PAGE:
When I was in high school I had two science fiction reading buddies, Connell and Kurshner. One day Kurshner’s mom told us almost in passing, “All that science fiction you’re reading is so childish. One day you’ll outgrow it.” All three of us defended our belief in science fiction, but Mrs. Kurshner was adamant. That really bugged us.

Over the decades I’d occasionally read essays by literary writers attacking science fiction as crude fiction for adolescents. I vaguely remember John Updike caused a furor in fandom with an essay in The New Yorker or Harpers that outraged the genre. I wish I could track that essay down, but can’t. Needless to say, at 67 I’m also starting to wonder if science fiction is mostly for the young, or young at heart.

I enjoyed the 18 short mostly animated films in the Love, Death + Robots collection, but I have to admit they mostly appealed to the teenage boy in me, and not the adult. Nudity, sex, violence, and profanity doesn’t equate with maturity. But what does? I’ve known many science fiction fans that think adult literary works are equal to boredom.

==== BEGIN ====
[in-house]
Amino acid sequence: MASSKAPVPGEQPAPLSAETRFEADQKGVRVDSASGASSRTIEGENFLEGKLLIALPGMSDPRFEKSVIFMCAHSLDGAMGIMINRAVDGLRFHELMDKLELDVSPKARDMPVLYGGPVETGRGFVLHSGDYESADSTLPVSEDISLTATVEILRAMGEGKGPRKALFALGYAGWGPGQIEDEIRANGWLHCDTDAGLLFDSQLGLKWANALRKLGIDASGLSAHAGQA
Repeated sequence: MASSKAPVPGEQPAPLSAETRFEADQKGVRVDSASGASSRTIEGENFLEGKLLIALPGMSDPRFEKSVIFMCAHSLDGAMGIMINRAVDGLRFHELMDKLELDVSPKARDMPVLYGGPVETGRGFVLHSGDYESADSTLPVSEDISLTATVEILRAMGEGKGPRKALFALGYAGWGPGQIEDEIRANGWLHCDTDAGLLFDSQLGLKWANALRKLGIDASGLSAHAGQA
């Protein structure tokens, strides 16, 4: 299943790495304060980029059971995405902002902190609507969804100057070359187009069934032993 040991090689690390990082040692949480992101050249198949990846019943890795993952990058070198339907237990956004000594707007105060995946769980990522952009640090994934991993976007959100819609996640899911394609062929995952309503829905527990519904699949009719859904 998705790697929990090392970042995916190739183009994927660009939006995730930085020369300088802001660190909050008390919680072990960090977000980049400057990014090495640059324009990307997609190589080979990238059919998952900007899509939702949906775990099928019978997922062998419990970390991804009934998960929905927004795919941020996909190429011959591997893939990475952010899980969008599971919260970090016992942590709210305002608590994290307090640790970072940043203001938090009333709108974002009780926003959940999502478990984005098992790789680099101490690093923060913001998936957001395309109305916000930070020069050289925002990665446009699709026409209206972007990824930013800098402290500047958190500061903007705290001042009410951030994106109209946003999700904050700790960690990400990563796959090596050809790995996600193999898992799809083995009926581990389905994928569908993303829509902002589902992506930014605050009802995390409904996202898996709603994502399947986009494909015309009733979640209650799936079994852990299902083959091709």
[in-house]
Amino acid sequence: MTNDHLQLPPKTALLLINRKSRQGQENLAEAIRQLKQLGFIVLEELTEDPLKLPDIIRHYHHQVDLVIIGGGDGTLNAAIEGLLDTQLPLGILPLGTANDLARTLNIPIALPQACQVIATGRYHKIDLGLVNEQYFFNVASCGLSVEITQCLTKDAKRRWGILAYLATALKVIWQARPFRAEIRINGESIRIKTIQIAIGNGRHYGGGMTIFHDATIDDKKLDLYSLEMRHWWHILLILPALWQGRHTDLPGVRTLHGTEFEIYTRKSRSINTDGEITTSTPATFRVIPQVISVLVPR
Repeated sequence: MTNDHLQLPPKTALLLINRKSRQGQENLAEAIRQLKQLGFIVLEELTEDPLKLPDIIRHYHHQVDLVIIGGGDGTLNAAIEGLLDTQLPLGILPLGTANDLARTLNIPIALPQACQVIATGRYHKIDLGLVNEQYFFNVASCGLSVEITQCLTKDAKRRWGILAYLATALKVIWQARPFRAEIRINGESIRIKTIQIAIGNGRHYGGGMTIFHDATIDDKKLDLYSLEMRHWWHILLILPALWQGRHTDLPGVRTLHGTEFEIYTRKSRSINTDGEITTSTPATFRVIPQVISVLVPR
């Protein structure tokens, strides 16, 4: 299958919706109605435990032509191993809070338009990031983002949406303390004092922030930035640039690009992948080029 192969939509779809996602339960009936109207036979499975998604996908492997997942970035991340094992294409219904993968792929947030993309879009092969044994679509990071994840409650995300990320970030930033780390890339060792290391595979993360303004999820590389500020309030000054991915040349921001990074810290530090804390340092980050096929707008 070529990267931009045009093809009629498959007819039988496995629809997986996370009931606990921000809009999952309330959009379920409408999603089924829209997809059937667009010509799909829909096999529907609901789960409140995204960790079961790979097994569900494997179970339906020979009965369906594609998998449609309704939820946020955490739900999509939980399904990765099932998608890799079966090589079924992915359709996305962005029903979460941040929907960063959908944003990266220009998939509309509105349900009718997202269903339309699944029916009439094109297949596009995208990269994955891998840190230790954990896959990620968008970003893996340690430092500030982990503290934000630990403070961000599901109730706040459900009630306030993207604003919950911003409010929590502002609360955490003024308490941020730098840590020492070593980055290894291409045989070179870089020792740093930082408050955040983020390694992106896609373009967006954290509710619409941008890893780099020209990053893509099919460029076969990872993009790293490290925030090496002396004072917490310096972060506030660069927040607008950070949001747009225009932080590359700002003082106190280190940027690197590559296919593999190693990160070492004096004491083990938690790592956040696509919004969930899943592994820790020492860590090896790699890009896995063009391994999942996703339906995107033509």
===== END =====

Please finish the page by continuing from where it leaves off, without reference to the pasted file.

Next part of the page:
So what are the qualities that make science fiction mature? I struggled this morning to think of science fiction novels that I’d consider adult oriented. The first that came to mind was Nineteen Eighty-Four by George Orwell. Orwell died before the concept of science fiction became common, but I’m pretty sure he never would have considered himself a science fiction writer even though he used the tricks of our trade. Margaret Atwood doesn’t consider herself a science fiction writer even though books like The Handmaid’s Tale are both science fiction and mature literature. Other mature SF novels I can think of are The Road by Cormac McCarthy, Earth Abides by George R. Stewart, and Never Let Me Go by Kazuo Ishiguro. These are all novels that use science fiction techniques to tell their story but were written by literary writers.

Of course, I could be howling at the moon for no reason. Most television and movies are aimed at the young. Except for Masterpiece on PBS and a few independent films, I seldom get to enjoy stories aimed at people my own age. Which brings me back to the question: What makes for mature fiction? And it isn’t content that we want to censor from the young. If we’re honest, nudity, sex, violence, and profanity are at the core of our teenage thoughts.

Mature works of fiction are those that explore reality. Youth is inherently fantasy oriented. The reason why we’re offered so little adult fiction is that we don’t want to grow up and face reality. The world is full of reality-based problems. We want fiction that helps us forget those problems. Getting old is real. We want to think young.